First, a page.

Maryellen wrote:i agree with babyreba,i couldnt have said it better then her.. and, another scary part, what if the losers see these dogs doing this type of work, and decide to try to train their pit bulls to do it?? they saw how the dogs used to fight in a pit, and started having their own ideas of pit fighting.... while i understand that it takes a special dog to to this type of work, i truly feel that the pit bull shouldnt be doing it ... any other breed, fine. no problem. but a pit bull? no. i dont like the idea of them doing it, and especially i dont like the idea of average owners now wanting to get into it with their pit bull..
and it scares the crap out of me to think about PP or bitework as becoming popular enough that people out there in the world--my neighbors, your neighbors--will see pit bulls doing it and think of them as dangerous dogs.
Red wrote:AMEN. What's the point of having a pit bull protection trained anyway? Does it make someone feel "cool", in control..what?Is it so cool to have a dog of this breed who won't hesitate to bite human beings?
There are breeds that are made for this sport, leave it at them.They don't suffer what this breed is suffering.Nobody asks for a ban on Malinois or GSDs and they do bite people.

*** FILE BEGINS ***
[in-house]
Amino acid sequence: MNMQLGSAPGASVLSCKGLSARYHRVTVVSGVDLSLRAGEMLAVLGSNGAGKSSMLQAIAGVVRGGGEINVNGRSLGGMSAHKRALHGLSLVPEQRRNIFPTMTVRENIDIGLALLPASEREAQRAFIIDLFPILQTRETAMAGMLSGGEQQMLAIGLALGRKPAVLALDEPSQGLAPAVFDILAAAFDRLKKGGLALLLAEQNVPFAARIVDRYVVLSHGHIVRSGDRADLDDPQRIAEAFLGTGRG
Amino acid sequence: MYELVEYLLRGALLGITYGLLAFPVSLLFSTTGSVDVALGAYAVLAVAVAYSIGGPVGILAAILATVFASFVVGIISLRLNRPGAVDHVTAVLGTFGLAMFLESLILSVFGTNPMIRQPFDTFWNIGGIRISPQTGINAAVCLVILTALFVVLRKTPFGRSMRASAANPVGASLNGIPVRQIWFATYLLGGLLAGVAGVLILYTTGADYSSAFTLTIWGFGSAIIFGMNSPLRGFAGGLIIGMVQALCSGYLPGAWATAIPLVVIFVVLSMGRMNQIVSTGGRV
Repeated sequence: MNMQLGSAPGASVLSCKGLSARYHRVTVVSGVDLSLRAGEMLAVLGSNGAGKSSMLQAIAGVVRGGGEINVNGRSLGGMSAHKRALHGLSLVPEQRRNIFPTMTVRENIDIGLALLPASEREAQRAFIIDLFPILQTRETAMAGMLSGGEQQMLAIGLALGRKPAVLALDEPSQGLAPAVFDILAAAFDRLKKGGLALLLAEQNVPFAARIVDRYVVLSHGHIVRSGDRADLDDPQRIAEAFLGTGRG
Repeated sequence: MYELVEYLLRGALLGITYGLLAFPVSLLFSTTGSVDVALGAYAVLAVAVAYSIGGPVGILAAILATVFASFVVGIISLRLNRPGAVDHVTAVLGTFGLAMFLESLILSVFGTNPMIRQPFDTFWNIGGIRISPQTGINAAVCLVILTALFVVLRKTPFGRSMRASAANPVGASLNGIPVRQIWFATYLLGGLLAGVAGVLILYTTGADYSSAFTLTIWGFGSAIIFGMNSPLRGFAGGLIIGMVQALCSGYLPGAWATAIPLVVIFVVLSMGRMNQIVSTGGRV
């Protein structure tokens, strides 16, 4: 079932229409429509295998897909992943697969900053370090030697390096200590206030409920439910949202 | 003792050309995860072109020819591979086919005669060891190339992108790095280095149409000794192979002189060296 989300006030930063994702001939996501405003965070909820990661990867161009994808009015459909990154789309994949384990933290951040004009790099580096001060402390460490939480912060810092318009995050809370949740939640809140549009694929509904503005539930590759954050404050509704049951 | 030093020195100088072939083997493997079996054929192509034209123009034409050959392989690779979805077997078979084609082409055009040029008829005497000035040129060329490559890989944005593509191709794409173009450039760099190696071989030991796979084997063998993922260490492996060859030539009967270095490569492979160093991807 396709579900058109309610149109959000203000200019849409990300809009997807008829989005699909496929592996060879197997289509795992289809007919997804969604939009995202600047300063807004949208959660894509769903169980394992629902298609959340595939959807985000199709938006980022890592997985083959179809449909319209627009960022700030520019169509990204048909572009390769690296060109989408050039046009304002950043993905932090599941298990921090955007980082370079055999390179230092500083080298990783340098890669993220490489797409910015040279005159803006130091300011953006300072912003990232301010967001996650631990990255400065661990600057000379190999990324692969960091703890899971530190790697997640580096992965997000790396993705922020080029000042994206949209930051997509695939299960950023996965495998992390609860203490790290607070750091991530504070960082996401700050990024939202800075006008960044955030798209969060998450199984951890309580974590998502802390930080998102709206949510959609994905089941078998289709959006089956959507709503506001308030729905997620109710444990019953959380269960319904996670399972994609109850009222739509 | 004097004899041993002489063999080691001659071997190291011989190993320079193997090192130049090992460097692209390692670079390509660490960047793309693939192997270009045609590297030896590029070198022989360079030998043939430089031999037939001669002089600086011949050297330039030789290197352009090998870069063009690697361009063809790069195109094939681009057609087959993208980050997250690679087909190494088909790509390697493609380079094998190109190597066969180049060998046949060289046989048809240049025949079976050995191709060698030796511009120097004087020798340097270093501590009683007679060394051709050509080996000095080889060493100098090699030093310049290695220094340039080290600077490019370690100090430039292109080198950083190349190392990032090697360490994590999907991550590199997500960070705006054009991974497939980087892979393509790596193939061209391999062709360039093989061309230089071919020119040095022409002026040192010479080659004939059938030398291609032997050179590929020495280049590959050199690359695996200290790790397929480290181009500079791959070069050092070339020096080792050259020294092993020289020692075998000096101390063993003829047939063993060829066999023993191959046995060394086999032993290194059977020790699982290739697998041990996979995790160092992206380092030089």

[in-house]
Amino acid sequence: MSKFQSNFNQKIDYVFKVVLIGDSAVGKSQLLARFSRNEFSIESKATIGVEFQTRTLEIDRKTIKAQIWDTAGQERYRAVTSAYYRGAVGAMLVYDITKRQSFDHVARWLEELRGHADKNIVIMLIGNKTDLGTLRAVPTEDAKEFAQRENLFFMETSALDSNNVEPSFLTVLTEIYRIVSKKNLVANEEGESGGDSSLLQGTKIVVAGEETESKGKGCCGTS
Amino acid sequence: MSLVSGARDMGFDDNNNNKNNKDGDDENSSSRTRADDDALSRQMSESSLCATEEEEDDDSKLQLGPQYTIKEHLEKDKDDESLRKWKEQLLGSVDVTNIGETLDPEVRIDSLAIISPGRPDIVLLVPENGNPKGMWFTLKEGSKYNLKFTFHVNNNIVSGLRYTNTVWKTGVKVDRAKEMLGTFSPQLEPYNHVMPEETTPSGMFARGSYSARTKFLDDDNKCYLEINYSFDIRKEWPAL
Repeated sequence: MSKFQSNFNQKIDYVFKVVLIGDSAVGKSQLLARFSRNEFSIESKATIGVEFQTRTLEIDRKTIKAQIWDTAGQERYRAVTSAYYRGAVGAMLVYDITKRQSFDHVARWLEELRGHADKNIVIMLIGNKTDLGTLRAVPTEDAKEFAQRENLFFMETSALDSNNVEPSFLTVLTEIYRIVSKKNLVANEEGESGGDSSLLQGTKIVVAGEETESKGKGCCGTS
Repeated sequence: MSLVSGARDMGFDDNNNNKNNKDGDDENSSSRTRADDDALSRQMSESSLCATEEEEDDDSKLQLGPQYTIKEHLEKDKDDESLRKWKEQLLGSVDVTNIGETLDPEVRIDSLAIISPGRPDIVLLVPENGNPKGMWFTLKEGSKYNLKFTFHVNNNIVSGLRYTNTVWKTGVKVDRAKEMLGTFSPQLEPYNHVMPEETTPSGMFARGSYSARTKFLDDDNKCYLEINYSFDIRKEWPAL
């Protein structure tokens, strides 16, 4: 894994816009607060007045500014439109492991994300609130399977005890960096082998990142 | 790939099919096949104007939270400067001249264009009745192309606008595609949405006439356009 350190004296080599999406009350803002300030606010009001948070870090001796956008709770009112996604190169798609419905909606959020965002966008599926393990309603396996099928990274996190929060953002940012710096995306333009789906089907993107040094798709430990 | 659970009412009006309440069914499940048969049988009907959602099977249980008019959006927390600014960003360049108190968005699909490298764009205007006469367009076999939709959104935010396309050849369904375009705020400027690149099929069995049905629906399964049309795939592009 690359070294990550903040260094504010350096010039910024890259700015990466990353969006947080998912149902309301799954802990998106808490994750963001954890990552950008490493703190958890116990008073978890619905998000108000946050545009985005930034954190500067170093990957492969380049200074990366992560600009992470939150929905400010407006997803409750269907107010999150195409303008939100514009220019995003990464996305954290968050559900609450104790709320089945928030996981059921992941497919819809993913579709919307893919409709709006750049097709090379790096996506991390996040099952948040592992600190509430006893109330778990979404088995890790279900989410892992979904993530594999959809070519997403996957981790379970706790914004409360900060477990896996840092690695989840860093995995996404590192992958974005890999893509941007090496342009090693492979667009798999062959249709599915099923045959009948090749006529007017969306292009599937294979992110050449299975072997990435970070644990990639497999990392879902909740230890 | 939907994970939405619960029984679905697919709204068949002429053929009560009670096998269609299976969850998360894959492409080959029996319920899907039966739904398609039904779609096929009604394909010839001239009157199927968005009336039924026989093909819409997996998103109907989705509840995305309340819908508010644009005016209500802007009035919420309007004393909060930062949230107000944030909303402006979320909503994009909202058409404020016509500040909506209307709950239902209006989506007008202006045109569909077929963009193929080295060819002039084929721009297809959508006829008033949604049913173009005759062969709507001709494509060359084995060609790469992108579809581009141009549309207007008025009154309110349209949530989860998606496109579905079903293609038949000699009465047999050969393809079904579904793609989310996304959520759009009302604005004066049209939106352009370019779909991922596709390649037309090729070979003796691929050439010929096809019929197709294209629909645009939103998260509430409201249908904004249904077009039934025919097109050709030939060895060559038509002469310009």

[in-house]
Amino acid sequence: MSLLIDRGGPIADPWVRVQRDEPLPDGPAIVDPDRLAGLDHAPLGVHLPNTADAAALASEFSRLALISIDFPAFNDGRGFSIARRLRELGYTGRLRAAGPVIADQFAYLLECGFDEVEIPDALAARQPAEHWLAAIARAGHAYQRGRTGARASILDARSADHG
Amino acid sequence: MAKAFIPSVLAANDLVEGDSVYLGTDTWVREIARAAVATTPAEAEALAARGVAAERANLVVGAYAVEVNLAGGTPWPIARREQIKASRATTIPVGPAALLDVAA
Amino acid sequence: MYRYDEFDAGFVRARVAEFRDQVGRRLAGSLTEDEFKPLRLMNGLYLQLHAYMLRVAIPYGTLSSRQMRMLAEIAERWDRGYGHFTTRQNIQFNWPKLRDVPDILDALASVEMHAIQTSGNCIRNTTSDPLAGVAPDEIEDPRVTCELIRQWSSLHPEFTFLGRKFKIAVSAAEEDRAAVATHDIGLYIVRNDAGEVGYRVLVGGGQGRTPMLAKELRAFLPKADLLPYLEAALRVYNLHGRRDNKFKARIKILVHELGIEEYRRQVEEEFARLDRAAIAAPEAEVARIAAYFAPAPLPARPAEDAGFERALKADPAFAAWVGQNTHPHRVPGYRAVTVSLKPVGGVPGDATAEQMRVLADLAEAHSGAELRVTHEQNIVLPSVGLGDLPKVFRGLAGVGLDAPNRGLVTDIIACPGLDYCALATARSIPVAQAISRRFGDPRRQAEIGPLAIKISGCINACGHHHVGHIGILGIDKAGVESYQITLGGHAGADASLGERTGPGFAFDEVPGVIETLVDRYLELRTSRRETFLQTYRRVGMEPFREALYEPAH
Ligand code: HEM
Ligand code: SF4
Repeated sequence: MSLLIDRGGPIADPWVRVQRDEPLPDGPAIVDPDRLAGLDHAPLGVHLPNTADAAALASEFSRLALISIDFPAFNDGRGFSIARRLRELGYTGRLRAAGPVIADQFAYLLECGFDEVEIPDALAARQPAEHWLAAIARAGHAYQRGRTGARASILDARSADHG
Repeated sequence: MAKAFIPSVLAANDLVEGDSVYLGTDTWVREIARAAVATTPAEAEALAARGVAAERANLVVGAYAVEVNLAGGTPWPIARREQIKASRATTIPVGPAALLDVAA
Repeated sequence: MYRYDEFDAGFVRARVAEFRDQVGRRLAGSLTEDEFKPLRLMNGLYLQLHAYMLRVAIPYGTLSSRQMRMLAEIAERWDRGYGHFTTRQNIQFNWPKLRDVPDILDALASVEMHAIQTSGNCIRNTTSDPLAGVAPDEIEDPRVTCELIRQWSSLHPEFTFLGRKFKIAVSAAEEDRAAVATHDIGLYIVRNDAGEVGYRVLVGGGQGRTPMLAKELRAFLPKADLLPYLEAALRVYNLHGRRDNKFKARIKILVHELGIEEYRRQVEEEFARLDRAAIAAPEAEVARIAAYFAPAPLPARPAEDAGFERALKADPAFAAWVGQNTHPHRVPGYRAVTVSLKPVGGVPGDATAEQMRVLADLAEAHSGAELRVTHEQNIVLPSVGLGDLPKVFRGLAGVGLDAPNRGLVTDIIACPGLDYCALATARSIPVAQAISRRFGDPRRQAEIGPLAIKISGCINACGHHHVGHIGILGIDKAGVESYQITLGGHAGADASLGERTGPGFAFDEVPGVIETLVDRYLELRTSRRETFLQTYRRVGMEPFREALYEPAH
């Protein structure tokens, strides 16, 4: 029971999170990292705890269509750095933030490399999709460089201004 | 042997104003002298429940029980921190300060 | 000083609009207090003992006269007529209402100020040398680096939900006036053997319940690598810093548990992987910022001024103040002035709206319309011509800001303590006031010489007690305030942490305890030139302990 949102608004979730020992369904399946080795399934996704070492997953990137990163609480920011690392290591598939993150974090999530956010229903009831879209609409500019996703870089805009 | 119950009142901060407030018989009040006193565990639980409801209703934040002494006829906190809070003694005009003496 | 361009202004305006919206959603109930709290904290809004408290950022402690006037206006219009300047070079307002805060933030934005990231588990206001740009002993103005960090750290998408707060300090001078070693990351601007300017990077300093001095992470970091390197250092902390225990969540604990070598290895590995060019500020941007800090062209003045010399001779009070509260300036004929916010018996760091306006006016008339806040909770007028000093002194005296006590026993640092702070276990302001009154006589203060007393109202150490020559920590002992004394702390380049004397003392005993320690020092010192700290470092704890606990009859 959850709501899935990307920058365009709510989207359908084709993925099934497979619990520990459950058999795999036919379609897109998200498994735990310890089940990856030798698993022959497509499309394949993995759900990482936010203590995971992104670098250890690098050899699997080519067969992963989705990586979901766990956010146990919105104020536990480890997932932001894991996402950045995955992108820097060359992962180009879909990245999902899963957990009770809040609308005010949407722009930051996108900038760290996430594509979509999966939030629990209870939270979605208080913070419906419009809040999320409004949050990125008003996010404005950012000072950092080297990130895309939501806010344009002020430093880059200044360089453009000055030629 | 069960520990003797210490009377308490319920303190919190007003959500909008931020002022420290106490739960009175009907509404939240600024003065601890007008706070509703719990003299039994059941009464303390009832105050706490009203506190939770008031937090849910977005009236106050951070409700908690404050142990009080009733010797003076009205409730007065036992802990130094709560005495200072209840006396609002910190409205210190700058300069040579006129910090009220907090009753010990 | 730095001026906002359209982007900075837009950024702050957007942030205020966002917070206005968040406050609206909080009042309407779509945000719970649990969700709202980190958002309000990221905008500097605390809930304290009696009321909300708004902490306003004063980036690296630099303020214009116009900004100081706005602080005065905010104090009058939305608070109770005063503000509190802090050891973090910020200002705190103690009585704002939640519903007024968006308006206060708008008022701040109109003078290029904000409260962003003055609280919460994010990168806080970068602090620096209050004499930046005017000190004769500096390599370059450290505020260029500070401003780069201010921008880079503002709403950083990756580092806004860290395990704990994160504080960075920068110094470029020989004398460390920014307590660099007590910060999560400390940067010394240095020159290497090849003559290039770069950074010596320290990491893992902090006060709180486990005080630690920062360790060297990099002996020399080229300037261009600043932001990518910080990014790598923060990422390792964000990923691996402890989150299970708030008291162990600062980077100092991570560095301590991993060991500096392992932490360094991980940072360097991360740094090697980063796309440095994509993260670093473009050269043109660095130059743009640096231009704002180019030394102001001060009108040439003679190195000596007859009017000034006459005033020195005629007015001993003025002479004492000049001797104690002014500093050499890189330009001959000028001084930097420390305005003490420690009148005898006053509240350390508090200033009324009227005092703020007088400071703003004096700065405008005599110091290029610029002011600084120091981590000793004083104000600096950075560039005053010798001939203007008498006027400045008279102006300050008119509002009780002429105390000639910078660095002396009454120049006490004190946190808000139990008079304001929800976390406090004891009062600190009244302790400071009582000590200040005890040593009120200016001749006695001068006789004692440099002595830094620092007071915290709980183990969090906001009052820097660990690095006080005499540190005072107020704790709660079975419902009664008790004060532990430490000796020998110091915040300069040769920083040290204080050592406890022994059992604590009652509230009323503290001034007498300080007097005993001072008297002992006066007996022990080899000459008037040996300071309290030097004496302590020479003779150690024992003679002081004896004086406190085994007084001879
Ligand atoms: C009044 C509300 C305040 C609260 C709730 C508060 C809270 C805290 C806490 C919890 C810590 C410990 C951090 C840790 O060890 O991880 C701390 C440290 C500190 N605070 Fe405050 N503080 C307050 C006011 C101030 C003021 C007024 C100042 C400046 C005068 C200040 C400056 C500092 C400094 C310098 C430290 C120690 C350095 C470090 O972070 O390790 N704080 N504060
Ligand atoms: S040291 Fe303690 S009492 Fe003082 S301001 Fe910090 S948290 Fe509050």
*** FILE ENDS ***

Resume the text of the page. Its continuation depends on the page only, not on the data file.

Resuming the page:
A pit bull doing agility, obedience, search and rescue , even the silly parade in a local town, and a protection trained pit bull in a trial...which one leave the more positive impression? To the general public anyway.
I was at a pet store last saturday and a lady asked to pet one of my fosters because she felt comfortable around this breed, her kids were only allowed to pet Jack while they knew not to touch other dogs in the store.It was almost a miracle to hear that but this is what I like people to think.If I had told her that the dog was trained to bite people I am quite sure she would have stayed away.
What scares me also, actually disappoint me, is to see folks who are in the position to guide others into seeing what this breed is about and spit on this opportunity.
mnp13 wrote:Unfortunately the losers will abuse ANY breed of dog in the name of making it a 'protection' dog. It only takes a few minutes of searching the web to see that.
Red wrote:There are breeds that are made for this sport, leave it at them.They don't suffer what this breed is suffering.Nobody asks for a ban on Malinois or GSDs and they do bite people.
Red wrote:If I had told her that the dog was trained to bite people I am quite sure she would have stayed away.No matter how well behaved the dog was, nobody likes to be near a dog who can cripple them for life and has no problem doing it.
dogcrazyjen wrote:OK, I do not think pit bulls should be used for bitework. These are my reasons.
1) Image. The average non-dog sport person ie over 95% of people out there, do not understand bitework and have no interest in understanding it. You cannot convince them, because they do not care to change their opinions. However, they do have an opinion on dogs trained in it, and that is that they are man stoppers. Every average person who sees a pit bull doing bitework is likely a person who has just been reinforced that pit bulls are man stoppers.